Crowds of cheering children waving Australian flags welcomed Queen Elizabeth II as she and her husband Prince Philip landed at an Australian air force base Wednesday in the nation's capital.
Prime Minister Julia Gillard and Governor General Quentin Bryce, the monarch's representative in Australia, greeted the royal pair, who received a 21-gun salute as they emerged from their plane.
The warm welcome comes despite the ruling Labor Party's desire for the British monarch to be replaced by a president as Australia's head of state. Gillard has said Australia should become a republic after the queen's reign.
But Gillard said she did not believe that debate would mar the monarch's first visit since 2006, when she opened the Commonwealth Games in Melbourne. The 85-year-old monarch will travel to four cities and open a meeting of leaders of mostly former British colonies during her 10-day visit.
"While the queen is here in Australia, what Australians will be doing is enjoying and celebrating her presence here," Gillard told reporters hours before the queen arrived.
"I believe she's very well respected by Australians and I think she's going to be tremendously warmly received from the moment that she sets foot on Australian soil," she added.
Australians rejected a proposal to make Australia a republic at a referendum in 1999.
Students from local schools lined up near the queen's plane to present her with gifts, including bouquets of flowers, a paper crown and a stuffed Corgi _ a nod to the monarch's favorite dog breed. She grinned and chatted with a crowd of well-wishers before heading off to the Governor General's official residence in Canberra, where she will spend most of her 10 nights in Australia.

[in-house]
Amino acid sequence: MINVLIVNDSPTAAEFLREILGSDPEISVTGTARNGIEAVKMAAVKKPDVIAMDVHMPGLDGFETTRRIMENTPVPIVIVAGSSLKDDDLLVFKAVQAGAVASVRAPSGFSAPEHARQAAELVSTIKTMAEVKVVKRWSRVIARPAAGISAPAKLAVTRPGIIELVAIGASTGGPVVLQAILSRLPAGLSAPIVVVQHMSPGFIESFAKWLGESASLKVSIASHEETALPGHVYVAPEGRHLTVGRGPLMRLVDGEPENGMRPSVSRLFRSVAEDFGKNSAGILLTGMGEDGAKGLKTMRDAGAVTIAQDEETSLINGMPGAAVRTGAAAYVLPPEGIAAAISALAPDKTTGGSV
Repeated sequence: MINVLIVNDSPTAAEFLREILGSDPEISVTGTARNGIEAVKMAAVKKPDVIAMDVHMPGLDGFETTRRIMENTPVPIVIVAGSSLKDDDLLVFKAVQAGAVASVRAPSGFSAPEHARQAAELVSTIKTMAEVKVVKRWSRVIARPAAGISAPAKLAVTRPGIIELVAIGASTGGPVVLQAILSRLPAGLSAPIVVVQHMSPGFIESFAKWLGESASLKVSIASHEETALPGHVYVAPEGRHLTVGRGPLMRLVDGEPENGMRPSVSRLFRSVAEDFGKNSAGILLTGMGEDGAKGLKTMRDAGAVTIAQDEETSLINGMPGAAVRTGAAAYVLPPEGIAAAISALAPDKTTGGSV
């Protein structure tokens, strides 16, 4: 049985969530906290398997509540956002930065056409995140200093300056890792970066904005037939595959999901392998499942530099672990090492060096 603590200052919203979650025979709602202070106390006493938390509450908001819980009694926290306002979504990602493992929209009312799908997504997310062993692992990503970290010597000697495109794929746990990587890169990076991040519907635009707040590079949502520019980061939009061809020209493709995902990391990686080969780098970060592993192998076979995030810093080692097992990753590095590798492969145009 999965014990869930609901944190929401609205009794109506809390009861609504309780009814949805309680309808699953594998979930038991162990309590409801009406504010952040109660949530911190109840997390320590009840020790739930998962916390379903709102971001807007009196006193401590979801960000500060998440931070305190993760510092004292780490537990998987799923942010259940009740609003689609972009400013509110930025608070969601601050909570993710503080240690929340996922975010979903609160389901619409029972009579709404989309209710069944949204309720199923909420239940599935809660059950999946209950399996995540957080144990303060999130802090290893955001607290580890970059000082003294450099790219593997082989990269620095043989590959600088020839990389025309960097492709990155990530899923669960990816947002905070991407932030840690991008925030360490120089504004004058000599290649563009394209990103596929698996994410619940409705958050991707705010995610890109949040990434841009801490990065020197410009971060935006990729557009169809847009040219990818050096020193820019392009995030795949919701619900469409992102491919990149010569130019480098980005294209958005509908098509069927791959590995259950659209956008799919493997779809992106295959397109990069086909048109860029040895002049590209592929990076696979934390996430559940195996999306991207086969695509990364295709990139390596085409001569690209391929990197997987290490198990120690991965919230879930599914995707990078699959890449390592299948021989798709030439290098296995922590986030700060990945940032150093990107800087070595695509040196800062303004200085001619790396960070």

Hundreds lined the drive leading to the residence to catch a glimpse of the royal couple as they drove by.
Flag-waving Emily Seseile, 9, said she had come to see the monarch because "she's the queen and it could be the last time she comes."
Narelle Gibson, 69, held a sign that read "Australians for a constitutional monarchy," the name of a group that wants to maintain the current system. She said she last saw the queen during her 1970 visit.
"It may be the last visit for the Duke of Edinburgh, but she's got plenty of energy," Gibson said, referring to the monarch and her 90-year-old husband.
The queen will visit Brisbane and Melbourne before opening next week's meeting of the 54-nation Commonwealth in the western coastal city of Perth. Leaders of the nations linked to Britain's former empire, who meet every two years, will consider a range of recommended reforms including lifting laws against homosexuality that exist in most Commonwealth countries.
Media commentators have speculated that this Australian visit _ her 16th _ could be the queen's last given her advanced years and the 11,000-mile (18,000-kilometer) distance from Buckingham Palace in London to a country that was one of the British Empire's most far removed outposts.
But her former press secretary Dickie Arbiter pointed to the example of the queen's late mother, who visited Canada when she was aged in her 90s.
"With the queen, you should never say 'last;' never say 'never,'" Arbiter said in an interview published in The Canberra Times newspaper Wednesday.
The queen's biographer, Hugo Vickers, said she made a point of attending every meeting of the 54-nation Commonwealth. Only 53 countries will be represented at the Perth summit because Fiji has been suspended since its army overthrew the government in 2006.
"She has not minded when Commonwealth countries have dropped her as head of state, but she does mind if they leave the Commonwealth," Vickers was quoted as saying by The Canberra Times.
In 1954, the queen became the first reigning British monarch to visit Australia.